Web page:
French modernist painter Alphonse Léon Quizet was born in Paris on March 13, 1885 to café owners Leontine and Joseph Quizet. He showed an early interest in art, often skipping school to visit the Louvre Museum. After completing his education, he took painting classes at the Académie des Beaux-Arts and then trained as a draftsman at an architecture firm. He married seamstress Jeanne Marie Frémy in 1910 and the couple had three daughters. He served in the military from 1914 to 1919.
As a member of the Montmartre school, Quizet relished in the camaraderie of his fellow bohemian artists. He was highly influenced by Vincent van Gogh, evident in his use of pure color and expressive brushwork. His artistic influence can be noted in the works of his close friend Maurice Utrillo, a notable cityscape artist also of the Montmartre school. Quizet and Utrillo often painted the same motif and sold their paintings together. Quizet also associated with Montmartre painter Marcel Leprin and renowned Fauve painter Louis Valtat.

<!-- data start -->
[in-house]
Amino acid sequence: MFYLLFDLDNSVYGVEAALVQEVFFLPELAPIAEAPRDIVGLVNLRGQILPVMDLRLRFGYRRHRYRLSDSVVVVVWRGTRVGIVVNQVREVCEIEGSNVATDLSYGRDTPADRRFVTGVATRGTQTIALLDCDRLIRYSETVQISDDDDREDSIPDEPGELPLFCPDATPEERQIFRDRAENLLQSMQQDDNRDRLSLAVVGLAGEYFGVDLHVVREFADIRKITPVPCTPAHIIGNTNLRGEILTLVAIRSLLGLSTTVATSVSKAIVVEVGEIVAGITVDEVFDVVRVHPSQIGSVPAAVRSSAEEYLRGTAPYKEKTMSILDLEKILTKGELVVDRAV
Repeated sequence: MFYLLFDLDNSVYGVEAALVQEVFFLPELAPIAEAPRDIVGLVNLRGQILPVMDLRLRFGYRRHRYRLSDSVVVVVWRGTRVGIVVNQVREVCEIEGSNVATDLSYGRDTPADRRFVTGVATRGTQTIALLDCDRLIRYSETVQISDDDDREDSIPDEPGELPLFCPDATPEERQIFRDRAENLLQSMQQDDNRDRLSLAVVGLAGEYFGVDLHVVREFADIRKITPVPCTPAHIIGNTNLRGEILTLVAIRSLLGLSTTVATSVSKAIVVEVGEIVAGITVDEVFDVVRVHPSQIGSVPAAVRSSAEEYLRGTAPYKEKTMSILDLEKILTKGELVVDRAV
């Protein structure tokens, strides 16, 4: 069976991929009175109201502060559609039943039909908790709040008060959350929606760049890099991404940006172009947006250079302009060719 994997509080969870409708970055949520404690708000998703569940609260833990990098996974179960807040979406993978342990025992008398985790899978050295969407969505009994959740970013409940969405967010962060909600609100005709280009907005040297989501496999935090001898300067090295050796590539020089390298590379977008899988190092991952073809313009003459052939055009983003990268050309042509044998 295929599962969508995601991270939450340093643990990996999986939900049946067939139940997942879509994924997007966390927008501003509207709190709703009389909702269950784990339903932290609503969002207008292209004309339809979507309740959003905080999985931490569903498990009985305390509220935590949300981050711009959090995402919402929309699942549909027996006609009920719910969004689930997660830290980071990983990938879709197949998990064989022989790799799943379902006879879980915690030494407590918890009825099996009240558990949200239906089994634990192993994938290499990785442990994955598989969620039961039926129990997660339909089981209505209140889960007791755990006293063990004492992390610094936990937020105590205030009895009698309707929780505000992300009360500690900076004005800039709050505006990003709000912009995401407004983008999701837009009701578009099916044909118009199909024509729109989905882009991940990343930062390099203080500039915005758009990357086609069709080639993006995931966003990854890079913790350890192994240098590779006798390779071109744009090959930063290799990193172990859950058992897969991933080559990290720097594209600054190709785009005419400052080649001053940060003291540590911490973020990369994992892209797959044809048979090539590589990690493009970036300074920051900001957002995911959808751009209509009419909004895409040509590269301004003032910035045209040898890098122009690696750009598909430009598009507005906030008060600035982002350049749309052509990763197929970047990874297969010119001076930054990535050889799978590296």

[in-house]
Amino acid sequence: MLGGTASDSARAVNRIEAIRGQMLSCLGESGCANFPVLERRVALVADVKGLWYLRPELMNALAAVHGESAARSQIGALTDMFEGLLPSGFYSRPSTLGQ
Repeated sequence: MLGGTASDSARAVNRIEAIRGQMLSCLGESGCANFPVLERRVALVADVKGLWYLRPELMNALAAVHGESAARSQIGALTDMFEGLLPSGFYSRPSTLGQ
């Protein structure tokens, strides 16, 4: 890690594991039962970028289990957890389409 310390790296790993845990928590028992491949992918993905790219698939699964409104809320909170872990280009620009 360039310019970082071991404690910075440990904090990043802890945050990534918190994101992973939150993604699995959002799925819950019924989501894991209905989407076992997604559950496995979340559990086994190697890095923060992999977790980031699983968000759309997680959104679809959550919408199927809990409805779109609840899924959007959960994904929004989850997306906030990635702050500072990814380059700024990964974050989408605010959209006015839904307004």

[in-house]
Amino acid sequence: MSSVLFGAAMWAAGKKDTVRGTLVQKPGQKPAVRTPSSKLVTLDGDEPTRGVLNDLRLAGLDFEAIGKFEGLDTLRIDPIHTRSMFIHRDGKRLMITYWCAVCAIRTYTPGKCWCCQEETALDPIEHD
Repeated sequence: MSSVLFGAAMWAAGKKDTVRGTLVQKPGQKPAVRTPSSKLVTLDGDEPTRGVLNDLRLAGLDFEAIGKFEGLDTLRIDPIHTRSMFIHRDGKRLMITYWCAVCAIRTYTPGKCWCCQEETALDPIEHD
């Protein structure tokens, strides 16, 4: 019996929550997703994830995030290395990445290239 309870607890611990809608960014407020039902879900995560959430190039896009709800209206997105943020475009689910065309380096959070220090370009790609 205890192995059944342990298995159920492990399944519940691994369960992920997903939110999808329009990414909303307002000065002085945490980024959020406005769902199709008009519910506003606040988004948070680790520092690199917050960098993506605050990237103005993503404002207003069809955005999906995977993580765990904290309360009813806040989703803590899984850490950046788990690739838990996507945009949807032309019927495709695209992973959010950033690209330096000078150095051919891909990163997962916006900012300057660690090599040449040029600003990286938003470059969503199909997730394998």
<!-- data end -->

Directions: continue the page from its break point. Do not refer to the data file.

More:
A watercolorist and oil painter, Quizet’s style reflected a tendency toward sentimentality and simplified form, which can be noted even in the simple titles of his works: Rue à Montmarte (1920), Au canal (1930), Vue sur le canal (1930), Le bords de Marne (1930), and La retour des champs (1930). One work in particular, Le solitude dans le forêt africaine (1940) demonstrates Quizet's later interest in the exotic style of Henri Rousseau. He regularly exhibited his work in the Salons of Paris, including the Société des Beaux-Arts, the Salons des Indépendants, and the Salon d’Automne.
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